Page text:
The Art Of Topiary

Topiary is the art of training plants into distinct shapes and forms and has been used historically in many garden styles from early Roman times.  Levens Hall in Kendal, Cumbria dates back to the 1690’s and is the home to the world’s oldest topiary gardens with it’s collection of ancient box and yew trees.  

There is something quite addictive about topiary - start with one plant and you will soon be collecting more.  Immersing yourself into trimming topiary can become quite meditative as you carefully shape your piece of living architecture.  

There are many plants that are suitable for creating topiary with evergreens usually preferred to give permanent features in the garden that will last throughout the seasons.  Traditionally box (Buxus sempervirens) was often used, but as there have been problems with box blight and now the box tree caterpillars many people are now using other plants such as yew, holly (Ilex), rosemary (Rosmarinus officinalis) and lavender (Lavandula) to create topiary.  If you are looking for instant effect ready made topiary can be purchased in various shapes with balls and cones being some of the most popular shapes.  You can, of course train plants and create any shape that you wish, but this does take time.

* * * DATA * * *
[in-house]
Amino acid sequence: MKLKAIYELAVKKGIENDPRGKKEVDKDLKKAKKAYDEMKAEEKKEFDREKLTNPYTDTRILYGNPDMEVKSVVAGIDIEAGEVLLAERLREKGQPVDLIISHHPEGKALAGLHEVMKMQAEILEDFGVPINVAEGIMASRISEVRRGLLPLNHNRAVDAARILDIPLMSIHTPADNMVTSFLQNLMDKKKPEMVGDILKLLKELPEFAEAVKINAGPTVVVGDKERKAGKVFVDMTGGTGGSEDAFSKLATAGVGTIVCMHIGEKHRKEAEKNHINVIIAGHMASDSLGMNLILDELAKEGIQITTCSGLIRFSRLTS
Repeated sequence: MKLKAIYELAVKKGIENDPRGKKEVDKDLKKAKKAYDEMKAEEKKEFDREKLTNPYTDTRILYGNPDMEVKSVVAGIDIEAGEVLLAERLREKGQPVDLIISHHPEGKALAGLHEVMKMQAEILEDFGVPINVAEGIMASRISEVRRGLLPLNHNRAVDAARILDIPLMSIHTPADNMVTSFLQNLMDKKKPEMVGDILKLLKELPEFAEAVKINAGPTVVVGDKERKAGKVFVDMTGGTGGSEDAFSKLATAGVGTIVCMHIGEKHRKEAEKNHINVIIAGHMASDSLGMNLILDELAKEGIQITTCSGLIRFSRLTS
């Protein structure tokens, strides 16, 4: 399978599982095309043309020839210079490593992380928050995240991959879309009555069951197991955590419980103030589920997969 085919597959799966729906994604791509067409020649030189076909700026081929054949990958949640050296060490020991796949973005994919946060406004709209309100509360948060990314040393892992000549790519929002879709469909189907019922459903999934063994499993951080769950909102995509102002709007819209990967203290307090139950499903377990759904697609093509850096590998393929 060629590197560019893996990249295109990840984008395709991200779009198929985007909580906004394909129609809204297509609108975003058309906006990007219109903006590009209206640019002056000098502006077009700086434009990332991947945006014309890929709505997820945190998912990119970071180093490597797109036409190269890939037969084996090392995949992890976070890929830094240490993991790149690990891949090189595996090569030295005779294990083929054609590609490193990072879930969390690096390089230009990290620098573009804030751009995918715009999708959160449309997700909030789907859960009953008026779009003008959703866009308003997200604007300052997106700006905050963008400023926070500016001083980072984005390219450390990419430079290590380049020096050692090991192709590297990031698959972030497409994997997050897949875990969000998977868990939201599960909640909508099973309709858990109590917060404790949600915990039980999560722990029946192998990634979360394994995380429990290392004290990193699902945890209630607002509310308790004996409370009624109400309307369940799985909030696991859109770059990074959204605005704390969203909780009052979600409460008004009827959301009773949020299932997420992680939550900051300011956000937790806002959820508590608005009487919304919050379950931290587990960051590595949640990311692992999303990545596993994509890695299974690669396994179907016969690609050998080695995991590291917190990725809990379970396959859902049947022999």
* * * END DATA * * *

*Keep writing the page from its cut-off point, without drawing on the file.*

Top left: Rosemary cones, bottom left: Lavender cones, right: Ilex cone.

Trimming existing topiary:

It is recommended that topiary should be trimmed annually in early or late summer, but do bear in mind that faster growing species may require trimming more often when new growth is produced. 

For the purpose of this blog Dave (our topiary expert) used special topiary shears to carefully trim all around the plant until he was happy with the shape.  He recommends doing this slowly to begin with until you feel comfortable with it.  Any unwanted suckers or branches can also be removed as you go along.  

Dave getting ready to start trimming.